De Rosnay T. (2007). Sarah’s Key. NY: St. Martins Press.
This story takes place in France, Connecticut, New York, and a bit in Italy, switching from contemporary times (2002 – 2005) to World War II. One of the major themes revolves around love, notably the deep love between Sarah and her brother, who are separated.
The story starts in Paris in 1942 when people who were Jewish were being arrested in the middle of the night. Sarah needs to make sure her brother does not get caught so she makes an agonizing but necessary decision to hide him in their secret hiding spot, not knowing that it would be a while until she returns. On the flip side of the story in 2002, Julia is married and has lived in Paris for twenty-two years as a journalist. Currently, she is writing a story about Jewish families during War World II and she discovers a huge secret her father-in-law and his family have harboured, after which she is driven to find Sarah. Continue reading
Iturbe, A. (2017). The Librarian of Auschwitz. NY: Henry Holt.
A Spanish author goes on a hunt for a good story , and through some serious detective work unravels the story of the littlest library in the world. Antonio Iturbe met up with Dita Kraus, who took him all over Prague to the house she grew up in before the Nazis sent her family to the ghetto in Teresin, and then on to the concentration camps.
What follows is a remarkable story of a young girl given the responsibility of protecting the few rare and precious books left in their concentration camp, and her year of horror and dehumanization that follows.
Older teens and young adults will be swept up in Dita’s journey. There is some raw language and violence.
Kaufman A. & Kristoff J. (2015). Illuminae. New York: Ember.
Illuminae is a stunning book about an illegal mining colony that gets attacked by a rival mining corporation. The plot is told in an unusual fashion, as the book does not contain the normal word after word story. Instead it is mostly comprised of several chat rooms, emails, maps, interviews, transcripts, etc. This style of telling the story makes a real impact and you feel like you’re right there experiencing these events with the characters. The story follows two main characters, Kady, onboard a science vessel called The Hypatia and Ezra, onboard an attack vessel called The Alexander. They’re just two of the thousands of refugees that escaped the attack. Now they’re part of a heavily damaged fleet that’s slowly limping towards safety, a wormhole station called Heimdall, with an attack vessel, The Lincoln, slowly closing in to mop up the mess. If they don’t think of something to get to the wormhole in time, The Lincoln will destroy the fleet, killing everyone. It feels like it couldn’t get any worse, except it could. From a faulty and somewhat lethal Continue reading
Pennypacker S. (2016). Pax. New York: Balzer + Bray.
A beautifully crafted tale with incredible illustrations by Jon Klassen, Pax is a wonderful story that pulls you in and keeps you reading until the last page. Pax was an orphaned fox cub when his ‘boy,’ Peter, found him by the side of a road. Since then, they’ve been inseparable. Wherever Peter has gone Pax has gone; it feels like they’ve been together forever. Pax was there for Peter when his mom died, and Peter has always been there for Pax. Everything was perfect. Until one day. With the war coming, Peter’s father has signed up for the army. To Pax’s surprise, on the way to Peter’s grandfathers house they stop by the side of a large forest and get out of the car. Peter is crying and Pax can’t figure out what’s wrong. Then Pax is left behind on purpose in the wild and Peter is delivered to live at his grandfather’s house so his father can go to the war. But immediately, Peter is wracked with guilt over allowing his father to convince him to leave a tame fox in the woods, and he embarks on a long, challenging journey through the wild. This sparks two heart wrenching tales, one of a tame fox’s adventures in the wild and the other a story of a boy trying to find his fox.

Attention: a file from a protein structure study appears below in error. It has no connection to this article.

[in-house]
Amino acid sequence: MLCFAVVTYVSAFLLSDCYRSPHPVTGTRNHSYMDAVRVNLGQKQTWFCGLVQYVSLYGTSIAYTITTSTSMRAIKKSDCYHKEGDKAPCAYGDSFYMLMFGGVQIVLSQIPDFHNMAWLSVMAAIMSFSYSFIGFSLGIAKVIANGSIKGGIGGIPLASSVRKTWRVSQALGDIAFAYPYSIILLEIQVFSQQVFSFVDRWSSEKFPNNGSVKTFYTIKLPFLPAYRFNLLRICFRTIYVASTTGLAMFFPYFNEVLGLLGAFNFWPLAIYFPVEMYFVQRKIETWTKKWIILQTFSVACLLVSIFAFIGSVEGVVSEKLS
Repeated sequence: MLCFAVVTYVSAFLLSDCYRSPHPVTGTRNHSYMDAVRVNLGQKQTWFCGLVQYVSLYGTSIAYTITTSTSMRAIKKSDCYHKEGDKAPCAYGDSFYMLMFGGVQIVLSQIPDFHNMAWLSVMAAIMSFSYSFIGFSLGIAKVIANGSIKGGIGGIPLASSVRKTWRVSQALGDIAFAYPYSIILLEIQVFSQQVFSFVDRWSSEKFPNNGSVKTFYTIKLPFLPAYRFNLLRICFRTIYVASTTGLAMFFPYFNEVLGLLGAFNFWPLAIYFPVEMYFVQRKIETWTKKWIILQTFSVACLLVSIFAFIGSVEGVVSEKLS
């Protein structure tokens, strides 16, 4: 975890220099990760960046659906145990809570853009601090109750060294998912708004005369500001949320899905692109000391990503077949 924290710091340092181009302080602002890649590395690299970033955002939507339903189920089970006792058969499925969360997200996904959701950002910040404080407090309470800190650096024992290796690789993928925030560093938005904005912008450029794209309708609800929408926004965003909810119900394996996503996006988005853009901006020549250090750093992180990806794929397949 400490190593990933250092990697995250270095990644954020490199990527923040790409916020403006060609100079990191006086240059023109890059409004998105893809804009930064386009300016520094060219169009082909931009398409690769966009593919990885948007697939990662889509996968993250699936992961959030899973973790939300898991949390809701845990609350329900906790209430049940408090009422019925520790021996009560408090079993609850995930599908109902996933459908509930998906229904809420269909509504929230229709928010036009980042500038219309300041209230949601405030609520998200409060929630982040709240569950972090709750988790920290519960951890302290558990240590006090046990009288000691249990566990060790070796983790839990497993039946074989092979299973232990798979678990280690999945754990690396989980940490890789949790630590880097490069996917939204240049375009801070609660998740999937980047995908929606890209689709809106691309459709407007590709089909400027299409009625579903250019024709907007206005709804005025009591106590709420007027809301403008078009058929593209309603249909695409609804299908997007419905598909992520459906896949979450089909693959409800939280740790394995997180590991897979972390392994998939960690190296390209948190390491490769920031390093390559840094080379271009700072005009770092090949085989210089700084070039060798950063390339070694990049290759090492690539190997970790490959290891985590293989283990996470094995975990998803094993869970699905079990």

Bondoux, A. (2010). A Time of Miracles. New York: Delacorte Books for Young Readers.
Koumaïl’s story begins with the Terrible Accident. Gloria is picking peaches in the Republic of Georgia when she hears a screeching noise, looks up to see an explosion, and runs to discover a trainwreck. She unearths a French woman who is about to die, holding a baby to her chest, begging Gloria to care for him. That baby is Blaise Fortune, and Gloria takes him and calls him Koumaïl. Koumaïl loves Gloria, who is a giving, no-nonsense, strong woman. He often asks her to tell his story, and she does – “always in the right order” as she says. It’s actually these stories which end up helping him survive and which demonstrate that hope is fundamental.
They are desperately poor and life gets much more difficult and complex five years later when the Soviet Union collapses and Gloria decides she and Koumaïl, or Monsieur Blaise as she sometimes affectionately refers to him, must flee as refugees from the civil unrest, determinedly making their way westward toward France. This begins a five year journey on foot across the Caucasus (between the Black Sea and the Caspian Sea) and Europe where they meet many unforgettable people and have many dangerous experiences. But there is a secret about Blaise’s past. The story he slowly learns about the truth of his family is entangled in the violence during the civil unrest, and revolves around Gloria’s love. She has been a good mother to him all these years, sacrificing and finding extraordinary means to give him the best she can. Continue reading